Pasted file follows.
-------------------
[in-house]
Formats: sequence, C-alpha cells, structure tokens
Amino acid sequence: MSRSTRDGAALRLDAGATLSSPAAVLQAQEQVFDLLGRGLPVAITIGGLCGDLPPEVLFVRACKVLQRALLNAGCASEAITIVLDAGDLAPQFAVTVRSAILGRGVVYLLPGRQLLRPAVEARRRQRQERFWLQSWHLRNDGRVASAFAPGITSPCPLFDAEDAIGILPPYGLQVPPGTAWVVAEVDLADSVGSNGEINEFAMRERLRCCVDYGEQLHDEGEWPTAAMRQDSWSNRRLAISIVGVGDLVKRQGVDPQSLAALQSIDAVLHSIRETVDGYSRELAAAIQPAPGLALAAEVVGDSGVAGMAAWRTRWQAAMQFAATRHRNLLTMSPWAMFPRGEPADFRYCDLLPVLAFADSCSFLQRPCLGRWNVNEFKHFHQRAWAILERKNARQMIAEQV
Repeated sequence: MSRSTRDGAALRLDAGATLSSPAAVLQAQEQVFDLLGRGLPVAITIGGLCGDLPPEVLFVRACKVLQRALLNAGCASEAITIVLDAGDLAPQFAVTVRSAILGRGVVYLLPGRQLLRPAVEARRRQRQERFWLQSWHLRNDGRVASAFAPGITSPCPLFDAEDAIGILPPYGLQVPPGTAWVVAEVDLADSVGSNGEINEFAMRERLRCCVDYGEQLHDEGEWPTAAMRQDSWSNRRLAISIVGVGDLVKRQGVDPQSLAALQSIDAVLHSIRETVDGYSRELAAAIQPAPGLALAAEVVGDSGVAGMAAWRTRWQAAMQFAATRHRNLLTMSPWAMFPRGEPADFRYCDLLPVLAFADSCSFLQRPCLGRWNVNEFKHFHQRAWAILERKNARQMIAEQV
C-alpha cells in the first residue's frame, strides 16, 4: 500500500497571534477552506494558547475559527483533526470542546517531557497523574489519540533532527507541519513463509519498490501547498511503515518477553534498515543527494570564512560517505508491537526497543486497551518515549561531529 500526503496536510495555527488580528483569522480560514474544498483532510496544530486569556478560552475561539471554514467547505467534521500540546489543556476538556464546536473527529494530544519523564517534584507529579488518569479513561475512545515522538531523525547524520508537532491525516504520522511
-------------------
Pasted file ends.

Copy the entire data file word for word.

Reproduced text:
[in-house]
Formats: sequence, C-alpha cells, structure tokens
Amino acid sequence: MSRSTRDGAALRLDAGATLSSPAAVLQAQEQVFDLLGRGLPVAITIGGLCGDLPPEVLFVRACKVLQRALLNAGCASEAITIVLDAGDLAPQFAVTVRSAILGRGVVYLLPGRQLLRPAVEARRRQRQERFWLQSWHLRNDGRVASAFAPGITSPCPLFDAEDAIGILPPYGLQVPPGTAWVVAEVDLADSVGSNGEINEFAMRERLRCCVDYGEQLHDEGEWPTAAMRQDSWSNRRLAISIVGVGDLVKRQGVDPQSLAALQSIDAVLHSIRETVDGYSRELAAAIQPAPGLALAAEVVGDSGVAGMAAWRTRWQAAMQFAATRHRNLLTMSPWAMFPRGEPADFRYCDLLPVLAFADSCSFLQRPCLGRWNVNEFKHFHQRAWAILERKNARQMIAEQV
Repeated sequence: MSRSTRDGAALRLDAGATLSSPAAVLQAQEQVFDLLGRGLPVAITIGGLCGDLPPEVLFVRACKVLQRALLNAGCASEAITIVLDAGDLAPQFAVTVRSAILGRGVVYLLPGRQLLRPAVEARRRQRQERFWLQSWHLRNDGRVASAFAPGITSPCPLFDAEDAIGILPPYGLQVPPGTAWVVAEVDLADSVGSNGEINEFAMRERLRCCVDYGEQLHDEGEWPTAAMRQDSWSNRRLAISIVGVGDLVKRQGVDPQSLAALQSIDAVLHSIRETVDGYSRELAAAIQPAPGLALAAEVVGDSGVAGMAAWRTRWQAAMQFAATRHRNLLTMSPWAMFPRGEPADFRYCDLLPVLAFADSCSFLQRPCLGRWNVNEFKHFHQRAWAILERKNARQMIAEQV
C-alpha cells in the first residue's frame, strides 16, 4: 500500500497571534477552506494558547475559527483533526470542546517531557497523574489519540533532527507541519513463509519498490501547498511503515518477553534498515543527494570564512560517505508491537526497543486497551518515549561531529 500526503496536510495555527488580528483569522480560514474544498483532510496544530486569556478560552475561539471554514467547505467534521500540546489543556476538556464546536473527529494530544519523564517534584507529579488518569479513561475512545515522538531523525547524520508537532491525516504520522511